Reports earlier this week of Russian attacks and siege of a major hospital in the Ukraine city of Mariupol indicate a particularly bleak and dark phase of the war.
Sergei Orlov, the city’s deputy mayor, told the BBC how Russian forces had entered the building, preventing doctors and nurses from leaving. About 400 people had been effectively taken as “hostages”.
Health workers, operating from the basement of the hospital, were apparently trying to provide health services despite the dire situation.
This comes after attacks on a maternity hospital in the same city the previous week.
While these examples made headlines around the world, there have been many more attacks on health facilities and health workers since the start of the war.
The World Health Organization records 44 attacks on health facilities, health supplies, health workers or patients in Ukraine. Of those, 34 attacks have impacted health facilities. Violence with heavy weapons as well as abduction, arrest or detention of health staff are recorded. The list updates as more reports come in.
The effects of such attacks go far beyond the tragic loss of life. Destroyed infrastructure, inability to refer to other health facilities, diminished access to technology, equipment and drugs, and lack of power or fuel for generators affect how hospitals function under such circumstances.
Such attacks also undermine the morale of health professionals and community members. They deter people who need health care from accessing remaining services. People may feel unsafe leaving bomb shelters to seek care if hospitals become targets or are insecure.
These attacks are deliberate
Despite the legal protections afforded to health facilities in wartime under international law, we continue to see such attacks in many conflicts including Yemen, Syria, Afghanistan, Bosnia and Myanmar.
Given the sophistication of modern weaponry and laser-guided munitions, there are few who believe attacks on such facilities are “accidental”. Rather, history shows us they are part of a strategy of war and aim to achieve certain objectives.
In his book Killing Civilians: Method, Madness and Morality in War, UK academic and policy advisor Hugo Slim explores why parties to conflict might resort to such tactics.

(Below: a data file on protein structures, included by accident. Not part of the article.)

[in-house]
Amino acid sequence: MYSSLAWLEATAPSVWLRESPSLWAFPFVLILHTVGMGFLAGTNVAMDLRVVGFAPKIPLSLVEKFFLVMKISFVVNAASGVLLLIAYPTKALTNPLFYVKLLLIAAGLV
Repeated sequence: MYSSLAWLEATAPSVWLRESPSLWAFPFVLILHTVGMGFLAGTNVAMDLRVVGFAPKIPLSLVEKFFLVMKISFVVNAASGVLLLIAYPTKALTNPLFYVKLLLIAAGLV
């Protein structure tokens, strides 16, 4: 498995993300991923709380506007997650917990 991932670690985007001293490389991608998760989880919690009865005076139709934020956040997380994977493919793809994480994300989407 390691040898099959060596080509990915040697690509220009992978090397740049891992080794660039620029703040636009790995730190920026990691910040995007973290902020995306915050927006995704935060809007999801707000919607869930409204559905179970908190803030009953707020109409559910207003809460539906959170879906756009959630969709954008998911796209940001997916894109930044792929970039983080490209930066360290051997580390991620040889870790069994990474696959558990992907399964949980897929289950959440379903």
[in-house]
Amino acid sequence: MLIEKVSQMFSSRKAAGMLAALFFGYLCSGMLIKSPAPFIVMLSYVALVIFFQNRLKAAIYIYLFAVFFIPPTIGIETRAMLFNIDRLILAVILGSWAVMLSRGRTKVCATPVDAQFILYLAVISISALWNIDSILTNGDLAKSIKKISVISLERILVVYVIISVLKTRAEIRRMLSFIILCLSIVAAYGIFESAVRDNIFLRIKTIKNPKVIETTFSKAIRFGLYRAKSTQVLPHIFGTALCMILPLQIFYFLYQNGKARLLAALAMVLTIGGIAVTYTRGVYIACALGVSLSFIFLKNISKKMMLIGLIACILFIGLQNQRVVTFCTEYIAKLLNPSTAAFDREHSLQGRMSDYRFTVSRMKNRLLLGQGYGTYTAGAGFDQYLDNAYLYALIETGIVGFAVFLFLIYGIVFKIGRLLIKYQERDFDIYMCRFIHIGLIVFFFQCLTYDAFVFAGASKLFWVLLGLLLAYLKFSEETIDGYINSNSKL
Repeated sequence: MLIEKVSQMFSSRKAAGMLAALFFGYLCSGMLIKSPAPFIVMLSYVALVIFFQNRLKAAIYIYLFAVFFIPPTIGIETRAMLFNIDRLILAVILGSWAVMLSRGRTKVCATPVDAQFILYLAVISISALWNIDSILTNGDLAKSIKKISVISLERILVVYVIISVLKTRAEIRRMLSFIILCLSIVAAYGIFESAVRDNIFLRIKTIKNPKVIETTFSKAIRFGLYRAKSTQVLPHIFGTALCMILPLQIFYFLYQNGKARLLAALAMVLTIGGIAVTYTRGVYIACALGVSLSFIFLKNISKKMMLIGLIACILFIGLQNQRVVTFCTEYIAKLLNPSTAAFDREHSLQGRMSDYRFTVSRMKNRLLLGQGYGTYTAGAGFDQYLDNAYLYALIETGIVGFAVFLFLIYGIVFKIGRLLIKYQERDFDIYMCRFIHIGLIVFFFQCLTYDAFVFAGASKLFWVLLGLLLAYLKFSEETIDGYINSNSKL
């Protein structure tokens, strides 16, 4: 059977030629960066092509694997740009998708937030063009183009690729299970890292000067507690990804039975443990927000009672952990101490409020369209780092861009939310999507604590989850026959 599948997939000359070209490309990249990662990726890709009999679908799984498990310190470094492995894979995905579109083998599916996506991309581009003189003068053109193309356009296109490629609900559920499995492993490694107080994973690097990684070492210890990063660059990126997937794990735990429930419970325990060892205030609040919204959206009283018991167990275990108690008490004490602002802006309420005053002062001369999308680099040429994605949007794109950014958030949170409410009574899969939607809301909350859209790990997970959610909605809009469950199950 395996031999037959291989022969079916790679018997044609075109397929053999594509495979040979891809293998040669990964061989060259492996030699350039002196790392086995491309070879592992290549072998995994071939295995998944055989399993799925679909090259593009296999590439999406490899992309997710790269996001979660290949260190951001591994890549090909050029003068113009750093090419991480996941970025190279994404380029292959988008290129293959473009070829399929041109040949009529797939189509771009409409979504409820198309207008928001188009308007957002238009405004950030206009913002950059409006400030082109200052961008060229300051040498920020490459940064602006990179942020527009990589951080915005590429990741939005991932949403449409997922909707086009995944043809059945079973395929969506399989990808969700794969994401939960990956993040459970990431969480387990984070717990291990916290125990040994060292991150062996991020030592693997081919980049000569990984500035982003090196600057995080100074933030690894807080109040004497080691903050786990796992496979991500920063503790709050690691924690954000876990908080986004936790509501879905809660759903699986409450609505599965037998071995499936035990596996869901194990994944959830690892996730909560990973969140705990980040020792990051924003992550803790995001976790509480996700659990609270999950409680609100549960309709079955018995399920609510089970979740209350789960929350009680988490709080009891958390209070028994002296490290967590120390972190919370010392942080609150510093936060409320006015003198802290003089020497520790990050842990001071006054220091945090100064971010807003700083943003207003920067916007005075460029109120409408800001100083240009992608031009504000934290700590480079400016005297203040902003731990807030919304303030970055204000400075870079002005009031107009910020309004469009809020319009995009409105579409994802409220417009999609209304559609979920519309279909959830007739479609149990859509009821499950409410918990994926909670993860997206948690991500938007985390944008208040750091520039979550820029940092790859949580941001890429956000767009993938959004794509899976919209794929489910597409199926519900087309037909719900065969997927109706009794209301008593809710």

He says this includes attempts to annihilate certain groups, efforts to demonstrate extreme power and to dominate and subjugate others, and/or to inflict revenge and collective punishment.
In some cases, he says such ruthlessness is strategic or tactical. Terror and atrocity magnify a party’s power and control. It also undermines the public’s morale, and trust in the reliability and safety of health services.
Australian academic Michael Humphrey, in his book The Politics of Atrocity and Reconciliation: From Terror to Trauma, says those who seek to terrify are willing to go to extremes to achieve their objectives, even if they may be committing war crimes.
This is what health workers face
Health workers in Ukraine are members of families and communities; they experience what the community experiences, but have additional stressors.
They are under pressure to serve their communities under physically and psychologically challenging circumstances. They are driven to provide care to those who need it; this may even include wounded enemy personnel.
This pressure mounts over extended periods of conflict, sieges and deteriorating conditions, exerting a heavy toll.
In situations of ongoing brutality and violence, morale will be undermined given the inability to deliver the quality of care they know is required and in normal circumstances they could deliver.
Exhaustion, lack of materials and back-up support, distress among colleagues and overwhelming needs will take a toll on even the strongest and most positive professionals.
How do we help?
First, these attacks must stop.
We also need to provide health workers with psychological and moral support. Where available, communication technologies from Zoom to WhatsApp would enable health workers access to skilled advisors and health consultants to help manage difficult conditions or resolve dilemmas.
Appreciating the importance of mental health care and self-care ought to be reinforced and supported. Strategies to reduce stress, get rest and debrief with colleagues will play a part. COVID has shown the importance of supporting health care workers this way. These challenges are intensified in periods of conflict.
Health workers need extra supplies of medicines and medical equipment, personal protective equipment, power generators and sterilisation equipment. Countries of the European Union, and other supportive authorities operating through the United Nations and non-government organisations, can help provide these when there are lulls in the conflict.
Unequivocal demands to end attacks on health-care facilities are crucial. These play some part in deterring perpetrators, educating community members, health professionals and armed forces.
We must document health workers’ stories and challenges. Efforts by the World Health Organization, International Committee of the Red Cross, a range of human rights organisations (such as Physicians for Human Rights and Human Rights Watch), researchers and academics can play a valuable role in documenting in real time the impact of conflict and violence on health, health personnel and health care.
Key will be prosecuting war crimes and crimes against humanity – for which detailed evidence and documentation will be required.
We also need independent, robust and transparent investigations into attacks on hospitals to facilitate such prosecutions. Trusted health agencies, human rights organisations, and health researchers in and outside Ukraine should assist.